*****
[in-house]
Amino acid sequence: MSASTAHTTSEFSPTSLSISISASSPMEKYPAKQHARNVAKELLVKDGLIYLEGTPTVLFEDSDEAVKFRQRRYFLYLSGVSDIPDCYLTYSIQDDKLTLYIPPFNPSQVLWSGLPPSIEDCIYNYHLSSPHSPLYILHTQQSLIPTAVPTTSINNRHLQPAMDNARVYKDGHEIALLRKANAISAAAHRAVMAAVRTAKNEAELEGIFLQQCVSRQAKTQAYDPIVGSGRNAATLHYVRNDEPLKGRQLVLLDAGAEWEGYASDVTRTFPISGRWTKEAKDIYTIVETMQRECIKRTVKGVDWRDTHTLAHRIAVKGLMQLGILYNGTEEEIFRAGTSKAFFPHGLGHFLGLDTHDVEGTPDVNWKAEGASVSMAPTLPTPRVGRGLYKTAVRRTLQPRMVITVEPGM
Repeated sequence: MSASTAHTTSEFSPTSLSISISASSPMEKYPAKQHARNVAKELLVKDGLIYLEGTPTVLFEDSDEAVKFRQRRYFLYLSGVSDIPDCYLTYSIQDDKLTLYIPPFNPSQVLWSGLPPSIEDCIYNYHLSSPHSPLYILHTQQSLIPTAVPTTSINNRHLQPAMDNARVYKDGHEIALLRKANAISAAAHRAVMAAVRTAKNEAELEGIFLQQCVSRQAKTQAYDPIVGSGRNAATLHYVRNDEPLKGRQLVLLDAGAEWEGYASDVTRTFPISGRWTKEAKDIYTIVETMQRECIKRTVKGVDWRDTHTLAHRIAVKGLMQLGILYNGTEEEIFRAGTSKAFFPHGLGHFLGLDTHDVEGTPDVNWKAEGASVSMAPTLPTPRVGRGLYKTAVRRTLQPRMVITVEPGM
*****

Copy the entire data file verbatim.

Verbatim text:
[in-house]
Amino acid sequence: MSASTAHTTSEFSPTSLSISISASSPMEKYPAKQHARNVAKELLVKDGLIYLEGTPTVLFEDSDEAVKFRQRRYFLYLSGVSDIPDCYLTYSIQDDKLTLYIPPFNPSQVLWSGLPPSIEDCIYNYHLSSPHSPLYILHTQQSLIPTAVPTTSINNRHLQPAMDNARVYKDGHEIALLRKANAISAAAHRAVMAAVRTAKNEAELEGIFLQQCVSRQAKTQAYDPIVGSGRNAATLHYVRNDEPLKGRQLVLLDAGAEWEGYASDVTRTFPISGRWTKEAKDIYTIVETMQRECIKRTVKGVDWRDTHTLAHRIAVKGLMQLGILYNGTEEEIFRAGTSKAFFPHGLGHFLGLDTHDVEGTPDVNWKAEGASVSMAPTLPTPRVGRGLYKTAVRRTLQPRMVITVEPGM
Repeated sequence: MSASTAHTTSEFSPTSLSISISASSPMEKYPAKQHARNVAKELLVKDGLIYLEGTPTVLFEDSDEAVKFRQRRYFLYLSGVSDIPDCYLTYSIQDDKLTLYIPPFNPSQVLWSGLPPSIEDCIYNYHLSSPHSPLYILHTQQSLIPTAVPTTSINNRHLQPAMDNARVYKDGHEIALLRKANAISAAAHRAVMAAVRTAKNEAELEGIFLQQCVSRQAKTQAYDPIVGSGRNAATLHYVRNDEPLKGRQLVLLDAGAEWEGYASDVTRTFPISGRWTKEAKDIYTIVETMQRECIKRTVKGVDWRDTHTLAHRIAVKGLMQLGILYNGTEEEIFRAGTSKAFFPHGLGHFLGLDTHDVEGTPDVNWKAEGASVSMAPTLPTPRVGRGLYKTAVRRTLQPRMVITVEPGM